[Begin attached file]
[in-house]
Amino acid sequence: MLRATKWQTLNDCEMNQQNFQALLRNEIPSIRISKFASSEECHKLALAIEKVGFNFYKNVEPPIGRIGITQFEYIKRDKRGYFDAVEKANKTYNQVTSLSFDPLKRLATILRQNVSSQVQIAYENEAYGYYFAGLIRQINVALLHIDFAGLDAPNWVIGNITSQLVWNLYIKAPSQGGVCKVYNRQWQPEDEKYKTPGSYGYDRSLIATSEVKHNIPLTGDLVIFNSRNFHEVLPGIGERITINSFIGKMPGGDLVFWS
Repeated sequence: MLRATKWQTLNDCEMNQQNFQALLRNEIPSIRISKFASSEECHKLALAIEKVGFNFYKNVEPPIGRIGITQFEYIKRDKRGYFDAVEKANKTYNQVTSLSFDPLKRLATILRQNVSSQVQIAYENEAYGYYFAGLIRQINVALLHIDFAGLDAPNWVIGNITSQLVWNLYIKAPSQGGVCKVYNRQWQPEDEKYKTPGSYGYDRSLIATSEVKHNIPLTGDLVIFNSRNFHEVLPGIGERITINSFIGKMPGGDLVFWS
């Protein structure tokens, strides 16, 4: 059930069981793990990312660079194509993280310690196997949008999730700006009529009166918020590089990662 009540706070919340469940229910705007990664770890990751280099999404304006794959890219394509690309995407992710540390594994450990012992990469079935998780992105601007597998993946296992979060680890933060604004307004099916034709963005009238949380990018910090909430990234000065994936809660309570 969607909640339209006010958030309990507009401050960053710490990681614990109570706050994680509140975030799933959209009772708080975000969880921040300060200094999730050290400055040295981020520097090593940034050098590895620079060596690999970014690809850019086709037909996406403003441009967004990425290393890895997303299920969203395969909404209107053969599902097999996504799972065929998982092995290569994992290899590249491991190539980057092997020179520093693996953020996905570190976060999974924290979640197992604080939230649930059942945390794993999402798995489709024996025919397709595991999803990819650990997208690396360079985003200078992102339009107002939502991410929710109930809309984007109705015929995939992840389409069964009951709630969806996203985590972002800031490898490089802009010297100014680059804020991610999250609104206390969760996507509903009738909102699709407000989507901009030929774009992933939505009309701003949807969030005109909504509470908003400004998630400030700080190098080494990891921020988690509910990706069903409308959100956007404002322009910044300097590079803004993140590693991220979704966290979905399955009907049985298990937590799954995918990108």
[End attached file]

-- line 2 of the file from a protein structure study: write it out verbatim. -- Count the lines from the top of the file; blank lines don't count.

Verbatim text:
Amino acid sequence: MLRATKWQTLNDCEMNQQNFQALLRNEIPSIRISKFASSEECHKLALAIEKVGFNFYKNVEPPIGRIGITQFEYIKRDKRGYFDAVEKANKTYNQVTSLSFDPLKRLATILRQNVSSQVQIAYENEAYGYYFAGLIRQINVALLHIDFAGLDAPNWVIGNITSQLVWNLYIKAPSQGGVCKVYNRQWQPEDEKYKTPGSYGYDRSLIATSEVKHNIPLTGDLVIFNSRNFHEVLPGIGERITINSFIGKMPGGDLVFWS